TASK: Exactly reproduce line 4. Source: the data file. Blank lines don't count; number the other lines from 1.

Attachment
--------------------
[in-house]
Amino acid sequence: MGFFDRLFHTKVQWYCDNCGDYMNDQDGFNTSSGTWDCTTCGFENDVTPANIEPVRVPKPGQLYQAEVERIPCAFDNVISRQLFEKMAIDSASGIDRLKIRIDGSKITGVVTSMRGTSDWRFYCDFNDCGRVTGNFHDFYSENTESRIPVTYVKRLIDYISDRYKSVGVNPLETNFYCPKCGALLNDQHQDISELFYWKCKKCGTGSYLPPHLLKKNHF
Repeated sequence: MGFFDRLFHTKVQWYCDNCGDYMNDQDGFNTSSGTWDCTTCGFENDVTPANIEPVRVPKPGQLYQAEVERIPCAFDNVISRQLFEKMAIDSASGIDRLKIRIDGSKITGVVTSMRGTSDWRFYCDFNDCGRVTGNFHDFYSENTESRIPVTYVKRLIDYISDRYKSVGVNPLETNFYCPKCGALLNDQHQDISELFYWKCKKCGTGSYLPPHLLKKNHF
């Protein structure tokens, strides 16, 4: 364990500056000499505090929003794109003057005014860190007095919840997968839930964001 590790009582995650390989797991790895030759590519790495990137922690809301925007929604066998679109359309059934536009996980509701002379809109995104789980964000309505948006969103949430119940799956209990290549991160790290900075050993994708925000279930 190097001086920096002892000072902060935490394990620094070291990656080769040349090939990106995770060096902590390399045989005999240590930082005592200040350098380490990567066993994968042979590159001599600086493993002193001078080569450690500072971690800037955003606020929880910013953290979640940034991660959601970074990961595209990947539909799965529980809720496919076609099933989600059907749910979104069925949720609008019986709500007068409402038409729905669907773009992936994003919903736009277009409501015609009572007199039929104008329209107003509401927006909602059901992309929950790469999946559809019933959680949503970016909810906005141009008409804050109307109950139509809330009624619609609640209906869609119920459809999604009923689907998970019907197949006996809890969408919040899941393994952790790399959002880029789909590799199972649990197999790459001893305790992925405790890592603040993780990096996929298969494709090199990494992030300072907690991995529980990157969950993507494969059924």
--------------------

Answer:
């Protein structure tokens, strides 16, 4: 364990500056000499505090929003794109003057005014860190007095919840997968839930964001 590790009582995650390989797991790895030759590519790495990137922690809301925007929604066998679109359309059934536009996980509701002379809109995104789980964000309505948006969103949430119940799956209990290549991160790290900075050993994708925000279930 190097001086920096002892000072902060935490394990620094070291990656080769040349090939990106995770060096902590390399045989005999240590930082005592200040350098380490990567066993994968042979590159001599600086493993002193001078080569450690500072971690800037955003606020929880910013953290979640940034991660959601970074990961595209990947539909799965529980809720496919076609099933989600059907749910979104069925949720609008019986709500007068409402038409729905669907773009992936994003919903736009277009409501015609009572007199039929104008329209107003509401927006909602059901992309929950790469999946559809019933959680949503970016909810906005141009008409804050109307109950139509809330009624619609609640209906869609119920459809999604009923689907998970019907197949006996809890969408919040899941393994952790790399959002880029789909590799199972649990197999790459001893305790992925405790890592603040993780990096996929298969494709090199990494992030300072907690991995529980990157969950993507494969059924």